Since its founding in 1989, the World Wide Web has touched the lives of billions of people around the world and fundamentally changed how we connect with others, the nature of our work, how we discover and share news and new ideas, how we entertain ourselves and how communities form and function.
The timeline below is the beginning of an effort to capture both the major milestones and small moments that have shaped the Web since 1989.
The Pew Research Center reported last week that nearly a quarter of American adults had not read a single book in the past year. As in, they hadn’t cracked a paperback, fired up a Kindle, or even hit play on an audiobook while in the car. The number of non-book-readers has nearly tripled since 1978.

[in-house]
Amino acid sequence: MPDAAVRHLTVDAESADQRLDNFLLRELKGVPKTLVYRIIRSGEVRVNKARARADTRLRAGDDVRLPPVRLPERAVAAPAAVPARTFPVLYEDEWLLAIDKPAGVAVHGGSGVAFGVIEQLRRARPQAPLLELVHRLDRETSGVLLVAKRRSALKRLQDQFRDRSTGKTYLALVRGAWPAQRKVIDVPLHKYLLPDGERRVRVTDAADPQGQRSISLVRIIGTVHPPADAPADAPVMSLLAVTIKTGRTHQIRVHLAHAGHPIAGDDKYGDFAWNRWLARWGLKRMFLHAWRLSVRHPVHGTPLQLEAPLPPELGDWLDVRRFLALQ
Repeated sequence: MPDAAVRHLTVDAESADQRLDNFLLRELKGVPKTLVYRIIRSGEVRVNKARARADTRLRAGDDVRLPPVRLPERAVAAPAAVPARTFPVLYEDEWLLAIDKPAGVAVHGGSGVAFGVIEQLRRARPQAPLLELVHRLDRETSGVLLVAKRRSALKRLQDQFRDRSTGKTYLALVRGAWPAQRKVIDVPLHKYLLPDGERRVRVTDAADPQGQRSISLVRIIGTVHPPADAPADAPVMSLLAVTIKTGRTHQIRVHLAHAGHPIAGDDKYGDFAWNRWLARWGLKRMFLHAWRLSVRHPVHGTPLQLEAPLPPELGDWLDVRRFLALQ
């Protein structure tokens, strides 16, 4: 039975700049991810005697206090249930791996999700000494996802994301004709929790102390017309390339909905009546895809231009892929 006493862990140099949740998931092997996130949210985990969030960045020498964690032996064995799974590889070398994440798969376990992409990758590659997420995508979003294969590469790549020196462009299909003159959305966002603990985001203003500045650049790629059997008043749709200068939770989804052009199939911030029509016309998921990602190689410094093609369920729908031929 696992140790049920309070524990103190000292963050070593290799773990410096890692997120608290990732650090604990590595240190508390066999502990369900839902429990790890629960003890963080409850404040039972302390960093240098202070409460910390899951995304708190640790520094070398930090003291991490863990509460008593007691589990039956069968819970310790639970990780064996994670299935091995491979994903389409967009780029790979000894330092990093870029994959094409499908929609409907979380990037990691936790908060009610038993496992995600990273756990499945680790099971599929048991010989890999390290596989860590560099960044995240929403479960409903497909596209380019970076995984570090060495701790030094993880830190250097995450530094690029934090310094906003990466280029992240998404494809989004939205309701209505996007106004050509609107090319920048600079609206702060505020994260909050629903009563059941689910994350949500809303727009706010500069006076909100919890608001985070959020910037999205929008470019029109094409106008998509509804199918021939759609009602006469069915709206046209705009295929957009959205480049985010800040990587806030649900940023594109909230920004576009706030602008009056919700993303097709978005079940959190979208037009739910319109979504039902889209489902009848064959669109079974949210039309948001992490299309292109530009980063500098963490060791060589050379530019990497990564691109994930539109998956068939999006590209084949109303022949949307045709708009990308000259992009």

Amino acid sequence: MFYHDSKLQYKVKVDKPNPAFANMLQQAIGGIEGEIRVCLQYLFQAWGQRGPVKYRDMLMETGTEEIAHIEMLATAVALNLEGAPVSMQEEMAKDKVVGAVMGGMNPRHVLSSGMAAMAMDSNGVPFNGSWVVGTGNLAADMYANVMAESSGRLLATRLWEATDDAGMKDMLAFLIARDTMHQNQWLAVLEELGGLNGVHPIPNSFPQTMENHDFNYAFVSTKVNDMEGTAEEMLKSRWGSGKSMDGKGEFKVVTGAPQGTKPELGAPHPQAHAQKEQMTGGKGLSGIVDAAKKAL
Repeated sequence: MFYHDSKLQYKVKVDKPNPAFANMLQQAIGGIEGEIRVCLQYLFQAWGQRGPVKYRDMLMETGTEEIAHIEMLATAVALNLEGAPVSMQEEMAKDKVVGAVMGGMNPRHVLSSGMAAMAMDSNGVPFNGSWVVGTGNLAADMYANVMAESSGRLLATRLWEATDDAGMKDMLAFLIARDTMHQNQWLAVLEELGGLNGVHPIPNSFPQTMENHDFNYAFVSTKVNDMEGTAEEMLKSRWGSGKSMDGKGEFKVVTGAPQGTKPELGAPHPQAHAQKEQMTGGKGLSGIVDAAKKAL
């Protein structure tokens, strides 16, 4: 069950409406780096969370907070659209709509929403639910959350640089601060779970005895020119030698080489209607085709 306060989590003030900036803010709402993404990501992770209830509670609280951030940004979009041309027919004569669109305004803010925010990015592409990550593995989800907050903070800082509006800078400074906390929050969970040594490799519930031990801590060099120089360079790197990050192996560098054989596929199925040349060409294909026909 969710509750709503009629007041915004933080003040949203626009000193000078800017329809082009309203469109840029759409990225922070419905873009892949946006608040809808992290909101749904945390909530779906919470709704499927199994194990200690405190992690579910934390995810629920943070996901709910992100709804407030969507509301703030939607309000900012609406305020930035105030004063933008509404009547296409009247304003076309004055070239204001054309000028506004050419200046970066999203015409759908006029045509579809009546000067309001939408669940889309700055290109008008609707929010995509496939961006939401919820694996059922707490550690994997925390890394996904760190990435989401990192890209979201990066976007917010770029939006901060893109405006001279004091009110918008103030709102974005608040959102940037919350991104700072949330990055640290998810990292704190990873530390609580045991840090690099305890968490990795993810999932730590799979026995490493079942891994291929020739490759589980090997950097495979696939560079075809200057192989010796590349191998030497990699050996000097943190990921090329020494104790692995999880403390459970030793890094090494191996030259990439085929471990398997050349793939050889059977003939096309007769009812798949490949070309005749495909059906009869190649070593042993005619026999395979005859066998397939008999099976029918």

Latest Library-related report from Pew says that 12% of readers of e-books borrowed an e-book from the library in the past year. But a majority of Americans do not know that this service is provided by their local library.
Big Data: Experts say new forms of information analysis will help people be more nimble and adaptive, but worry over humans’ capacity to understand and use these new tools well.
Tech experts believe the vast quantities of data that humans and machines will be creating by the year 2020 could enhance productivity, improve organizational transparency, and expand the frontier of the “knowable future.” But they worry about “humanity’s dashboard” being in government and corporate hands and they are anxious about people’s ability to analyze it wisely.
21% of Americans have read an e-book. The increasing availability of e-content is prompting some to read more than in the past and to prefer buying books to borrowing them.